Justice, Gender, Environmental Change

image001One area of collaborative work in progress is global justice and environmental stress. There are good reasons for those in national and international leadership to be concerned with the migration induced by climate change and other environmental stressors. Individual and community decisions to migrate or to adapt to a deteriorating or vulnerable environment are deeply related to issues of economic opportunity, politics, social justice, poverty, and sustainability. To understand these pressures and their impact on migration, we also need to understand the sources of family and community resilience that affect individuals’ and communities’ assessment of the relative risks to livelihood and habitat. We are interested in the role of 1) individual behavior, 2) access to resources, 3) legal context including land rights and global economic forces, and 4) informal structures such as community values, practices, and norms in the dynamics of the strain that people and the environment put on each other. Professor Ackerly is working with a team of social scientists, physical scientists, and engineers to explore these questions. The work entails opportunities for graduate students, post-docs, and highly motivated undergraduates.

To read about Professor Ackerly’s work in Bangladesh on these matters, see “Bridges to Bangladesh,” a feature in Vanderbilt’s Arts and Science magazine in the Fall 2011 issue.


Collaborative Research on Human-Environment Coupling in Bangladesh

Environmental stress and human migration in a low-lying developing nation:  A comparison of co-evolving natural and human landscapes in the physically and culturally diverse context of Bangladesh

Project Summary: This collaborative research effort brings together social scientists, physical scientists, and engineers to investigate the critical interactions between natural and human systems that motivate the movement of large numbers of people. As a heavily populated,low-lying coastal nation, Bangladesh supports a mobile but adaptive population that is susceptible to numerous natural hazards, including widespread seasonal flooding, river erosion and channel avulsions, groundwater salinization, land loss from sea level rise, and recurrent cyclones.  Within this context we seek to couple the study of the human-social dimensions of vulnerability, resilience, and migration with a realistic understanding of the physical environment and its modification by humans, particularly where these facets intersect in profound and unpredictable ways. Particular goals of the project are (1) to understand environmental factors that affect household decisions to migrate permanently; (2) to understand the social, political, economic, and environmental factors that affect household and community resilience and strategies for adaption (which includes migration); (3) to determine how these factors – including seasonal and unanticipated environmental changes – differ within and across particularly vulnerable social and environmental landscapes of Bangladesh; and (4) to assess how these variables interact and co-evolve to define the continually changing relationship between humans and their environment.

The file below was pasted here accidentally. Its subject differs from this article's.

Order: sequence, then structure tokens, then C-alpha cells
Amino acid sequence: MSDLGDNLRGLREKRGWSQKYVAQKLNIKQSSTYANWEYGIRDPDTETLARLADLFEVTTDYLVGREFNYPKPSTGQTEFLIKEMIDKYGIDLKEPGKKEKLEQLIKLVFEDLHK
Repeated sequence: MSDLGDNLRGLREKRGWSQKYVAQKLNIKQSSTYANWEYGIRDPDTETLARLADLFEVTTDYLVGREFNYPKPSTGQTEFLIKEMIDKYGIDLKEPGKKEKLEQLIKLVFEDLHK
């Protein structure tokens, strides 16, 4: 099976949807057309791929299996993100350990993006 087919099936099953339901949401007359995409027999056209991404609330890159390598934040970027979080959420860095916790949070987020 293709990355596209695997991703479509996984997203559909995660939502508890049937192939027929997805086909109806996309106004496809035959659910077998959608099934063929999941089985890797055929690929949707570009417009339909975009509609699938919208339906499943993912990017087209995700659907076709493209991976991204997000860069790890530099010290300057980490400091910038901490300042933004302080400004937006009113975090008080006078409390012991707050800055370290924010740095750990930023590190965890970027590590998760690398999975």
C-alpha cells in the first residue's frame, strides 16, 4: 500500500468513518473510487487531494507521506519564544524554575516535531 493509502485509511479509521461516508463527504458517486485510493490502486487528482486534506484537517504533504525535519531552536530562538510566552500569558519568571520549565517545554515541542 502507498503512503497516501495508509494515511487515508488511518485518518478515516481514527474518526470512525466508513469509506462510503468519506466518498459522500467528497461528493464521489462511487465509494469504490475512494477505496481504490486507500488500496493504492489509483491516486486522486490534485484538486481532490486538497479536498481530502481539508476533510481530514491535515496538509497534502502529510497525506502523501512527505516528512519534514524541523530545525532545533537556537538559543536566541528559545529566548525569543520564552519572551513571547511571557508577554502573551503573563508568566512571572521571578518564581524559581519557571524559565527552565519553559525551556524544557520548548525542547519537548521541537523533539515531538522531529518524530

The project is in its early phase of research design. We are adapting and integrating existing research design methods as we develop a transdisciplinary approach for investigating the movement of people within complex coupled human-natural environment systems.

The current phase of the project is based in the Khulna region of Bangladesh in an area that has been affected by seasonal flooding, water-logging, salinization, and cyclones.

 

 


Comparative Political Theory